in February, off from 65.7 in January.  Also on Friday, the
University of Michigan Confidence Index, a measure of consumer
sentiment, is forecasted to have risen slightly to 88.5 in its
final February revision.

As for earnings news this week, look for the retail sector to
grab most of the attention.  The Gap (NYSE:GAP), the limited
(NYSE:LTD), Dollar General (NYSE:DG), the Men's Wearhouse
(NYSE:ME) and Tiffany (NYSE:TIF) are all slated to reported.
Don't expect this quintet to have move influence on trading.

And speaking of trading, I think market sentiment this week will
hang on a fed funds interest rate cut.  Mr. Angell stuck his neck
out on Friday and I think many traders will be watching to see if
it gets chopped or not.  The fed funds futures market is fully
pricing a 50-basis point cut by the end of March.  Many traders
will be watching to see if half or all of it is dished out this

Should the market not get its interest cut, though, I doubt that
traders will rush to the exits.  Twice last week the COMPX was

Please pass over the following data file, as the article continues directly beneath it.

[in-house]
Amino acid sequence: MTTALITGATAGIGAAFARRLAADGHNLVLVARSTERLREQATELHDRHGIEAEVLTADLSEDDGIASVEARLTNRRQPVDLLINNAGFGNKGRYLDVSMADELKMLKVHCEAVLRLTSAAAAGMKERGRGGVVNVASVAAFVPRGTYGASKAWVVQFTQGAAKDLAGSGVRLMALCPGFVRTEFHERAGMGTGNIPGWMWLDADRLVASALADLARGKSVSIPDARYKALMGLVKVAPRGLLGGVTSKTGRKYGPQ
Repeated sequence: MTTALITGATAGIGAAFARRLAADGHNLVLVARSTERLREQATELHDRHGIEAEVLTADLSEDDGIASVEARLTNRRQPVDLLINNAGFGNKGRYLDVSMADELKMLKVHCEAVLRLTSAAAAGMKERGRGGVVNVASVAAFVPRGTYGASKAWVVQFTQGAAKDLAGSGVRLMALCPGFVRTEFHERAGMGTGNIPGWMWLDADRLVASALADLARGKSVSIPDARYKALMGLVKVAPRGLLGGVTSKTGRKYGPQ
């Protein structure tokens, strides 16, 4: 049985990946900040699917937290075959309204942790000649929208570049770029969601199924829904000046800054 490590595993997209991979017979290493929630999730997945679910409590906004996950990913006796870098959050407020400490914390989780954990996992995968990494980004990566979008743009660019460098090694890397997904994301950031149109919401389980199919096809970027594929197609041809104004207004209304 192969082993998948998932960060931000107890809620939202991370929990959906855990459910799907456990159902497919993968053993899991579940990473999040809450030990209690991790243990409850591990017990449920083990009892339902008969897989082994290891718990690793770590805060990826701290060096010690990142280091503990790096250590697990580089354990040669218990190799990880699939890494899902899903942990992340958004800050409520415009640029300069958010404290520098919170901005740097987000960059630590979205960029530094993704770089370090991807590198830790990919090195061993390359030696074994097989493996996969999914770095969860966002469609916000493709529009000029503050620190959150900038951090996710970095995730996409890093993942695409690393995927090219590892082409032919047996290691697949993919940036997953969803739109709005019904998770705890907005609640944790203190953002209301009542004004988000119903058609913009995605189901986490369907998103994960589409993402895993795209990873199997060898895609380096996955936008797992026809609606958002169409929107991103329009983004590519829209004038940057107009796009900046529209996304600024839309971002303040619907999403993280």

able to reverse course after falling below 2,220, which is a good
sign technically.  What's more, according to the Internet Stock
Report, the previous four times the COMPX hit a new two-year low,
it was trading 1 percent higher three weeks later and 30 percent
higher a year later.

But keep in mind, for the tech-heavy COMPX to undergo a sustained
rally, consumer confidence will have to improve.  Let's face it,
the COMPX is a more speculative index than either the SPX and
INDU and people speculate more when they have more confidence,
which they are obviously lacking.  It's no surprise that the
Michigan consumer sentiment index has fallen lock-step with the

As for the broader market, I wouldn't be surprised if it
stabilizes this week.  Techs are now a much smaller percentage of
the market than they were ago.  In fact, the tech weighing in the
SPX has shrunk from 33 percent to 20 percent over the past year.
Besides, I think the worst is over for the techs, anyway (my
obligatory statement of the obvious).

In a nutshell, I think if we haven't hit bottom, we are darn
close.  Earnings warnings no longer devastate stock prices like
they once did, which means traders and investors are fully
discounting the worse, and when people discount the worse that
usually means everyone who is going to sell has already sold.  In
other words, selling pressure should abate considerably.

Nevertheless, until we get a clear sign the market is set to
reverse course (a sustain rally in techs that lasts more than a
week would be nice), we are going to stick with our formula of